Toggle Menu

Insights / Digital Service Delivery / Building Scalable and Beautiful AngularJS Apps (Part 4): Reusable Components, Templates, and Services

April 04, 2017

Building Scalable and Beautiful AngularJS Apps (Part 4): Reusable Components, Templates, and Services

5 mins read

Doguhan Uluca was a speaker at ng-conf 2017, where he talked about Do More with Less JavaScript. Check out the full talk. For more about conference-related materials visit

This post is the fourth in a multi-part series on building scalable and beautiful Angular apps.

First things first: Running code is far more valuable than any blog post. So, launch the demo site here, check out the source code on GitHub and pull the Docker image without delay: docker pull duluca/angular1.5-starter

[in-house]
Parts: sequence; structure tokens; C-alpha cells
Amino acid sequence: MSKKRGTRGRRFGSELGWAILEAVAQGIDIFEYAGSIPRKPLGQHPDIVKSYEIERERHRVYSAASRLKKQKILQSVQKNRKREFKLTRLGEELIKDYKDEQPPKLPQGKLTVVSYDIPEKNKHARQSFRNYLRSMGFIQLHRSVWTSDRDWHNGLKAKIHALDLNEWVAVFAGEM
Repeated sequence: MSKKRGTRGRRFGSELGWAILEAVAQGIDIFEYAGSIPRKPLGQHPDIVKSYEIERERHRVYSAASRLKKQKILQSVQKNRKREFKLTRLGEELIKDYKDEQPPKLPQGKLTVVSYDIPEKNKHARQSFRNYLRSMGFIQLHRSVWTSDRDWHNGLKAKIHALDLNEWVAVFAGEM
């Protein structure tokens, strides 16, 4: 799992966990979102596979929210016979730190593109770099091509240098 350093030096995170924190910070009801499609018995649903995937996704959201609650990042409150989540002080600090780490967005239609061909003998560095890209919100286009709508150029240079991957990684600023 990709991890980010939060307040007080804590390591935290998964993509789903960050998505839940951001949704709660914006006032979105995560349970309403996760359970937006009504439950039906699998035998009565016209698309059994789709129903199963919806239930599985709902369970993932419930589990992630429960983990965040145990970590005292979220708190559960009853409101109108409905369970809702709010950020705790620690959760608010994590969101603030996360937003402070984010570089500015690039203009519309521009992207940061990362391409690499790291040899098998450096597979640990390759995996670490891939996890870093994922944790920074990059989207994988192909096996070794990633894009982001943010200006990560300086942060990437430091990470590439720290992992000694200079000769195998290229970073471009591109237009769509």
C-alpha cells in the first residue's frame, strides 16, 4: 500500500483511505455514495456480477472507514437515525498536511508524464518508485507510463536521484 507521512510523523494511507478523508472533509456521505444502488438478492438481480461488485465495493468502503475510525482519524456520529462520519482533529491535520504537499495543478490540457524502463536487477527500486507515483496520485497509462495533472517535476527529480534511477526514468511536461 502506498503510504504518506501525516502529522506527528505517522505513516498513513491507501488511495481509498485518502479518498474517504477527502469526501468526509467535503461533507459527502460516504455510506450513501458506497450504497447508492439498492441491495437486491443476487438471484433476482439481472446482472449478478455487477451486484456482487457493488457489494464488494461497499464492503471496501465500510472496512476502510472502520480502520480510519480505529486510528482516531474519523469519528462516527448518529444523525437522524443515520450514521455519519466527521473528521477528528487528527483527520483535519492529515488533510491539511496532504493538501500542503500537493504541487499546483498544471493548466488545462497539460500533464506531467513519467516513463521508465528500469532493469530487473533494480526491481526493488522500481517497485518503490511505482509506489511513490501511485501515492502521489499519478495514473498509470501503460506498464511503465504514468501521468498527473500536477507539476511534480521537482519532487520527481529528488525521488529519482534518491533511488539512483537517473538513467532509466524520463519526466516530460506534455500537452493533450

Reusable Components

You can create reusable components that can be used like directives inline within html templates, but also, they can be navigated to using the router like a page. See app/components/login and how it’s referenced in app/routes/home like a directive as an example of this technique.

Reusable Template Code

The entire app uses vm as the name for every controller. vm stands for viewModel from the MVVM pattern. Read my article on the pattern here. The benefits of using vm in the controller is related to the contextual quirks of the this keyword in JavaScript, which is detailed in John Papa’s Angular Style Guide as rule Y032.

There’s another benefit to using vm, which helps tremendously when creating new screens. When you give your controllers unique names, you’ll be binding to {{}} so if you wanted to move around the template code surrounding this binding over to another screen, the binding won’t work. You’ll have to hunt down the error manually and fix it because Angular 1 isn’t very helpful about pinpointing binding errors. However, if you bind to {{}} your template code will just work across your app.